What a year makes all the difference.
The Houston Texans are officially back in Super Bowl XLVIII.
They’re also the only team in the league that is undefeated, and have a top-ranked defense, one of the best pass rush combinations in the NFL and the most-watched game on TV, according to ESPN Stats & Information.
In the past two seasons, Houston has won three straight AFC South titles and a pair of AFC playoff games.
The Texans’ resurgence came after they went 2-12 in 2013 and 2-14 in 2014.
In 2015, the Texans won the division for the first time since 2005.
That season, quarterback Tom Savage broke the franchise’s record for consecutive starts without an interception.
Savage finished the season with 5,000 passing yards, a franchise record and the third-most in franchise history behind Jerry Rice and Roger Staubach.
In 2016, Savage became the first quarterback in NFL history to pass for 3,000 yards, 50 touchdowns and no interceptions.
He’s the only player in NFL postseason history to have a playoff record of 5,500 passing yards.
He won the Heisman Trophy and was named MVP of the Super Bowl.
Savage is also the NFL’s all-time leader in touchdown passes, completions and total offense.
Savage’s career average of 9.1 yards per attempt is second-most all- time in NFL playoff history behind the legendary Tom Brady, who set an NFL record of 8.6 yards per pass attempt.
In 2016, the Patriots won Super Bowl LI.
The Patriots are 6-0 against the Texans this season.
Houston lost its first two games of the season in Houston before rallying for the Super-Bowl.
Houston’s defense led the league in points allowed (5.6 per game), sacks (13.2), interceptions (9.2) and forced fumbles (two) in 2016.
The defense finished the year ranked third in yards allowed per play (9,092.2).
Houston also allowed the fewest points per game (32.6) and total yards allowed (4,822.3).
The Houston defense was second in the AFC South and first in the division in 2016, allowing just 24.2 points per contest.
The Houston secondary also finished second in interceptions (22), third in passing defense (79.4), fourth in total defense (1,817.1) and sixth in points (26.3) per game.
Houston finished second nationally in pass-rush productivity (1.5 sacks, five forced fumbling interceptions) and seventh in sacks allowed (29.3), and tied for second in forced fumble recoveries (16).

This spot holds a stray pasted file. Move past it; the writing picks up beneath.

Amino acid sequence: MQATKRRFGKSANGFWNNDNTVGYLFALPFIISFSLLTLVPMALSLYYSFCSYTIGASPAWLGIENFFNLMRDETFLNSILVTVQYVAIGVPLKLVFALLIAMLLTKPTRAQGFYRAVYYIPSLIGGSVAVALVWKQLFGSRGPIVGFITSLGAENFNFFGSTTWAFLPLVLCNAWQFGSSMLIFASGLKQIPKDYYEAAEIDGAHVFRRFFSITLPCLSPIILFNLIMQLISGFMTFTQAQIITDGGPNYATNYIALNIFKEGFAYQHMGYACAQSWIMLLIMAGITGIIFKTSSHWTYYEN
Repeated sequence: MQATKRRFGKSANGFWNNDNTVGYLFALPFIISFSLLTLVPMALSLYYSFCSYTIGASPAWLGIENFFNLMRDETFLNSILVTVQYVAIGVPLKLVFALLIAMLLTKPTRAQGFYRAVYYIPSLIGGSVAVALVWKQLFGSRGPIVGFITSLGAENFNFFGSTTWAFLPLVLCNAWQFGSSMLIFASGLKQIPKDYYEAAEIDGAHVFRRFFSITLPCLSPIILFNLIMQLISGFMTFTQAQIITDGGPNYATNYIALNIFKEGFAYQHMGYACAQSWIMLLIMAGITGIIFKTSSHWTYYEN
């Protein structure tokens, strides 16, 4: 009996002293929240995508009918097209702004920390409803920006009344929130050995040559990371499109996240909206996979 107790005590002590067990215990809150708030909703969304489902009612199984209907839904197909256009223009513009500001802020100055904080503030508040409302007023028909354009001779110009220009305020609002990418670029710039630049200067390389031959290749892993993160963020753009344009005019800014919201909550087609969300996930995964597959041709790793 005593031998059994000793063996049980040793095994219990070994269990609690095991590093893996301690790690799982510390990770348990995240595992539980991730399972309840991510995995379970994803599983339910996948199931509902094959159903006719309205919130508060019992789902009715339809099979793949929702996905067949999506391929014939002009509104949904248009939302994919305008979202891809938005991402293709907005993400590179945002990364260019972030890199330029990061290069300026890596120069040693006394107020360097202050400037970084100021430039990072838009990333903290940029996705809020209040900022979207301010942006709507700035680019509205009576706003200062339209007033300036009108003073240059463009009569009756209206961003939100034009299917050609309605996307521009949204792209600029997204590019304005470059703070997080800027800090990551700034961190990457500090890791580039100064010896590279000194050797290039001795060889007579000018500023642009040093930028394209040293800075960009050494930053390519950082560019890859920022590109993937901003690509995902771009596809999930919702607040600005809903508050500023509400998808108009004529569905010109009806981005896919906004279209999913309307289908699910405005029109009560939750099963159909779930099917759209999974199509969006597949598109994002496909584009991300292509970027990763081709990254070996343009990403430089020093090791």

The Texans also finished first in rushing defense (4.6 sacks) and second in rushing touchdowns (16) and touchdowns allowed (17).
The Texans defense has allowed only 11.8 points per possession since Savage’s Super Bowl run in 2016 and was ranked third nationally in points per play allowed (15.6).
Houston allowed the third fewest touchdowns in the NFC South in 2016 (17), the thirdfewest points in the conference and the second fewest in the postseason (17.5).
The Houston defense finished fourth in the playoff standings in points, third in total offense and fifth in total yards per game allowed (28.1).
Houston was the best defensive team in NFL Playoff history in 2016 despite finishing 10-5, losing to Indianapolis in the Superbowl and losing to San Francisco in the Divisional Round.
The team’s 2016 run in the playoffs also led to the team’s first-ever postseason victory in the 2015 AFC Championship Game.
The 2018 Houston Texans won their first Super Bowl title, but it was not without controversy.
The 2017 team was embroiled in a racial slur controversy involving offensive tackle Tyron Smith.
Smith was fined $50,000 and released from the team after the game.
In 2017, the team had four players arrested and released after the season for various offenses including drug possession, DUI, resisting arrest, failure to stop for police, and possession of a controlled substance.
Smith’s suspension is the longest in team history.
The other two suspensions are in 2016 for violating team policy on drugs and the NFL has fined Smith $40,000 for failing to comply with the policy.
In the last decade, Smith has been fined more than $30,000 in each of the past three seasons.
In 2017, Texans defensive tackle Jadeveon Clowney led the NFL with 1,869 total tackles, including 1,631 for a loss of 15.4 yards per contest and 1,578 tackles for a gain of 13.4.
He also had 4.5 tackles for loss, 1.5 quarterback sacks, 2.5 interceptions, four forced fumbled fumbles and two forced fumblings.
In a year in which Clowney started all 16 games and was an honorable mention All-Pro selection, he led the team with 8.5 pass breakups per game and